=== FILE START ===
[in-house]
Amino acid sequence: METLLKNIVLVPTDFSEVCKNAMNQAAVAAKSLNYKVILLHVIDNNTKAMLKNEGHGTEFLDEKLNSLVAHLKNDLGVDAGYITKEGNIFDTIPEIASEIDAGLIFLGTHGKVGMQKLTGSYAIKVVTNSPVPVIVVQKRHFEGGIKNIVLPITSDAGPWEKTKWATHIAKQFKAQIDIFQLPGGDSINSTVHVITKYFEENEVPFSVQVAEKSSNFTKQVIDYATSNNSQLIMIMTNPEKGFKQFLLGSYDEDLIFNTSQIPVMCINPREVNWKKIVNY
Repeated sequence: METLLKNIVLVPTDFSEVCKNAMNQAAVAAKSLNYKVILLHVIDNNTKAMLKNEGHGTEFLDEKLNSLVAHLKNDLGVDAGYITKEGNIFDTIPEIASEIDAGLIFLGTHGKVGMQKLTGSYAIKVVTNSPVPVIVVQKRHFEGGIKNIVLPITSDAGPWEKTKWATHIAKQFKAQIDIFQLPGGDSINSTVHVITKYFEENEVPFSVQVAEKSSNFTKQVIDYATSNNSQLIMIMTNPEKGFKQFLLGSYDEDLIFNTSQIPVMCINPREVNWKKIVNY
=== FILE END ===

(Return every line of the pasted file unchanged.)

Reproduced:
[in-house]
Amino acid sequence: METLLKNIVLVPTDFSEVCKNAMNQAAVAAKSLNYKVILLHVIDNNTKAMLKNEGHGTEFLDEKLNSLVAHLKNDLGVDAGYITKEGNIFDTIPEIASEIDAGLIFLGTHGKVGMQKLTGSYAIKVVTNSPVPVIVVQKRHFEGGIKNIVLPITSDAGPWEKTKWATHIAKQFKAQIDIFQLPGGDSINSTVHVITKYFEENEVPFSVQVAEKSSNFTKQVIDYATSNNSQLIMIMTNPEKGFKQFLLGSYDEDLIFNTSQIPVMCINPREVNWKKIVNY
Repeated sequence: METLLKNIVLVPTDFSEVCKNAMNQAAVAAKSLNYKVILLHVIDNNTKAMLKNEGHGTEFLDEKLNSLVAHLKNDLGVDAGYITKEGNIFDTIPEIASEIDAGLIFLGTHGKVGMQKLTGSYAIKVVTNSPVPVIVVQKRHFEGGIKNIVLPITSDAGPWEKTKWATHIAKQFKAQIDIFQLPGGDSINSTVHVITKYFEENEVPFSVQVAEKSSNFTKQVIDYATSNNSQLIMIMTNPEKGFKQFLLGSYDEDLIFNTSQIPVMCINPREVNWKKIVNY